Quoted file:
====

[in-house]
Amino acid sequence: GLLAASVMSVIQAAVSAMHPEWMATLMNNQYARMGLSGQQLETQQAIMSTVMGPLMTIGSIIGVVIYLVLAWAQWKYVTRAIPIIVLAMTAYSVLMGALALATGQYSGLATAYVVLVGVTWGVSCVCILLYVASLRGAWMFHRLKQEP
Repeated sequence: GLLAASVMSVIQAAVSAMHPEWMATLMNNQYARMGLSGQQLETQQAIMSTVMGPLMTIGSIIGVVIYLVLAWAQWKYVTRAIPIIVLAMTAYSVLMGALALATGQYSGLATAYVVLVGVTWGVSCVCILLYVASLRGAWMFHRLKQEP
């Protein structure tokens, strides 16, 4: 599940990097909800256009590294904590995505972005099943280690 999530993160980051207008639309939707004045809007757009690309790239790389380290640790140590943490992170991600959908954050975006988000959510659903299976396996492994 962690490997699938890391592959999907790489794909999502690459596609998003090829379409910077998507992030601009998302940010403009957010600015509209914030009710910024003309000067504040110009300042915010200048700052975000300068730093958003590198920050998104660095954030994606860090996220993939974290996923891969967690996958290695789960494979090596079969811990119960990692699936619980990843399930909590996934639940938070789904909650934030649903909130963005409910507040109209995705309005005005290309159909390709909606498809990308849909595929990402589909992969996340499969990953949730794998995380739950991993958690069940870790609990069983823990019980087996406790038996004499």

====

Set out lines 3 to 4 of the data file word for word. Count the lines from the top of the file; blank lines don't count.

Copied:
Repeated sequence: GLLAASVMSVIQAAVSAMHPEWMATLMNNQYARMGLSGQQLETQQAIMSTVMGPLMTIGSIIGVVIYLVLAWAQWKYVTRAIPIIVLAMTAYSVLMGALALATGQYSGLATAYVVLVGVTWGVSCVCILLYVASLRGAWMFHRLKQEP
């Protein structure tokens, strides 16, 4: 599940990097909800256009590294904590995505972005099943280690 999530993160980051207008639309939707004045809007757009690309790239790389380290640790140590943490992170991600959908954050975006988000959510659903299976396996492994 962690490997699938890391592959999907790489794909999502690459596609998003090829379409910077998507992030601009998302940010403009957010600015509209914030009710910024003309000067504040110009300042915010200048700052975000300068730093958003590198920050998104660095954030994606860090996220993939974290996923891969967690996958290695789960494979090596079969811990119960990692699936619980990843399930909590996934639940938070789904909650934030649903909130963005409910507040109209995705309005005005290309159909390709909606498809990308849909595929990402589909992969996340499969990953949730794998995380739950991993958690069940870790609990069983823990019980087996406790038996004499």